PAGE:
With the above embodiments in mind, it should be understood that the inventions might employ various computer-implemented operations involving data stored in computer systems. Any of the operations described herein that form part of the inventions are useful machine operations. The inventions also relate to a device or an apparatus for performing these operations. The apparatus may be a general purpose computer selectively activated or configured by a computer program stored in the computer. In particular, various general purpose machines may be used with computer programs written in accordance with the teachings herein, or it may be more convenient to construct a more specialized apparatus to perform the required operations.

The inventions can also be embodied as computer readable code on a computer readable medium. The computer readable medium is any data storage device that can store data, which can thereafter be read by a computer system. Examples of the computer readable medium include hard drives, network attached storage (NAS), read-only memory, random-access memory, CD-ROMs, CD-Rs, CD-RWs, DVDs, Flash, magnetic tapes, and other optical and non-optical data storage devices. The computer readable medium can also be distributed over a network coupled computer systems so that the computer readable code is stored and executed in a distributed fashion.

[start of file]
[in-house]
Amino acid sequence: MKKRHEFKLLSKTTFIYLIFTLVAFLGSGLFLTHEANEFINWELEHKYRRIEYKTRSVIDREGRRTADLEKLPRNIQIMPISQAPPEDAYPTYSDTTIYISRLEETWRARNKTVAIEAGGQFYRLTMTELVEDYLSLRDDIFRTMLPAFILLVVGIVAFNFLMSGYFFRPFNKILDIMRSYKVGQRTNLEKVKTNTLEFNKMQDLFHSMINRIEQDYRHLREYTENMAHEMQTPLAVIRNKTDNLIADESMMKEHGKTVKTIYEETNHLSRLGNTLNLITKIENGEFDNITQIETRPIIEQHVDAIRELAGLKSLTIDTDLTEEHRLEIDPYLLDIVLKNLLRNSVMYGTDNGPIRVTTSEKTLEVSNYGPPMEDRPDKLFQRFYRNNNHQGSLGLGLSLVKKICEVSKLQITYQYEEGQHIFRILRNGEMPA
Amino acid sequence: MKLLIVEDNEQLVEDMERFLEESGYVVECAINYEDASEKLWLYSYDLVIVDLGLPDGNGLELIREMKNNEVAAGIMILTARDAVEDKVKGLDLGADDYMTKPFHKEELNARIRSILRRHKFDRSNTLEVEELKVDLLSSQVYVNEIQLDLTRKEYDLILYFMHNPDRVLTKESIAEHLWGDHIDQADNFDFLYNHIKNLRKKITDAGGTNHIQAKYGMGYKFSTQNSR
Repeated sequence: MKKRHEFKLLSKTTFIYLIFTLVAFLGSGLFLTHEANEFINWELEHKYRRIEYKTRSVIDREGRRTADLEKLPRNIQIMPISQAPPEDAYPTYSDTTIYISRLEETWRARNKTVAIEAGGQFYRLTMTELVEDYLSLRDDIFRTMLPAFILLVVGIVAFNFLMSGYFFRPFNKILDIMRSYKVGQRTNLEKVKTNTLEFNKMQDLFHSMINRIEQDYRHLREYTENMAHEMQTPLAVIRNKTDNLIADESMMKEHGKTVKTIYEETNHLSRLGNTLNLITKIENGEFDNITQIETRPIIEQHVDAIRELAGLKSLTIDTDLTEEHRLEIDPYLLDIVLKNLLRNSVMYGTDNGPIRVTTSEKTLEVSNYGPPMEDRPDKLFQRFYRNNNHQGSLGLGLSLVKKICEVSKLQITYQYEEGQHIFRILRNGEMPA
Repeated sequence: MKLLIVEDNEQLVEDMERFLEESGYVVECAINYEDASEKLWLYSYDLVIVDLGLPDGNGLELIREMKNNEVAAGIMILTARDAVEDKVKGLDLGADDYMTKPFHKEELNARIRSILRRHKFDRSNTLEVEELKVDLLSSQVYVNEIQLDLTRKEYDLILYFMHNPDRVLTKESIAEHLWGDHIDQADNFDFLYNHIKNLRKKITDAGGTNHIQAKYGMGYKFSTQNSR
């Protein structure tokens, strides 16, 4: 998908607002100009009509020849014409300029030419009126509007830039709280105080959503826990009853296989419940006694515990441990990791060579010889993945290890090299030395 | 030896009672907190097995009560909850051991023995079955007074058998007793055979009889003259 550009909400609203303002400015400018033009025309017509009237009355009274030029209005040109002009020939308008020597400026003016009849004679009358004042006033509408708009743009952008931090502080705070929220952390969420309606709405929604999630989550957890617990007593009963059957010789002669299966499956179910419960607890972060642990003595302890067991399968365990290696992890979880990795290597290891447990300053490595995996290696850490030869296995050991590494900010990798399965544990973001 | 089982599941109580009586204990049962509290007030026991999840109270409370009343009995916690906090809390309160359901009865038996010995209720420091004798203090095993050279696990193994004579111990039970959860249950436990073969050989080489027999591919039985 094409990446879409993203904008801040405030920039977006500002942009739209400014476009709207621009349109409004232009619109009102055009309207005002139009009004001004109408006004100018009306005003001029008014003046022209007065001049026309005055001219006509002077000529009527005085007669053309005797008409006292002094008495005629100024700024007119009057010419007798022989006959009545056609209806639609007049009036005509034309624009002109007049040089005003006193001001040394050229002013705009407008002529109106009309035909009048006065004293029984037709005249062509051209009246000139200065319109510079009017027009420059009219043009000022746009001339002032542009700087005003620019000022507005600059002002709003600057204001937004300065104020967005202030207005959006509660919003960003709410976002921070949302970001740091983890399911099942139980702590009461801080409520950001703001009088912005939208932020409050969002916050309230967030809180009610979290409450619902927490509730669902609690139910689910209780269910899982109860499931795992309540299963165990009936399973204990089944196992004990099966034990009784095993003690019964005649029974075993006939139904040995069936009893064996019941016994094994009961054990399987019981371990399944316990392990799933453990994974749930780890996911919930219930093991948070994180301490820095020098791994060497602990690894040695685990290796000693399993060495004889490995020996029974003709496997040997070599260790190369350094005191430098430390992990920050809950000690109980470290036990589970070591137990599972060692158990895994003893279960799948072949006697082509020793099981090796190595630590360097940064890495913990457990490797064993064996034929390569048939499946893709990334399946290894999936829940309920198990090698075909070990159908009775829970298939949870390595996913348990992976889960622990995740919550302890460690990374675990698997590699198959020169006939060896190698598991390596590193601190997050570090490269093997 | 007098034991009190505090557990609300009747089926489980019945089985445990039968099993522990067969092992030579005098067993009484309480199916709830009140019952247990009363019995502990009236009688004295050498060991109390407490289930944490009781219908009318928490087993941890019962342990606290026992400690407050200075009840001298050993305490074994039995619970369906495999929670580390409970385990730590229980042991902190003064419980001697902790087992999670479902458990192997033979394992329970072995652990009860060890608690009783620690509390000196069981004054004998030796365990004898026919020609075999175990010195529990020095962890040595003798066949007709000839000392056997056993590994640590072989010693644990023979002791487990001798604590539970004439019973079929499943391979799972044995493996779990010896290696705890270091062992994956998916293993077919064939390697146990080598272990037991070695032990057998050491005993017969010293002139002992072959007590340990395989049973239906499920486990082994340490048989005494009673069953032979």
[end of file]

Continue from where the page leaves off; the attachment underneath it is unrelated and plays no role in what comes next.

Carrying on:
Although example embodiments of the inventions have been described in some detail for purposes of clarity of understanding, it will be apparent that certain changes and modifications can be practiced within the scope of the following claims. For example, some or all of the processes described above might be used with streaming media such as streaming audio or streaming video. Or the hardware for the distributed streaming platform might include a quantum computer (e.g., D-Wave System's quantum computer), along with or instead of traditional servers (e.g., in the x86 or ARM families). Moreover, the operations described above can be ordered, modularized, and/or distributed in any suitable way. Accordingly, the present embodiments are to be considered as illustrative and not restrictive, and the inventions are not to be limited to the details given herein, but may be modified within the scope and equivalents of the following claims. In the following claims, elements and/or steps do not imply any particular order of operation, unless explicitly stated in the claims or implicitly required by the disclosure.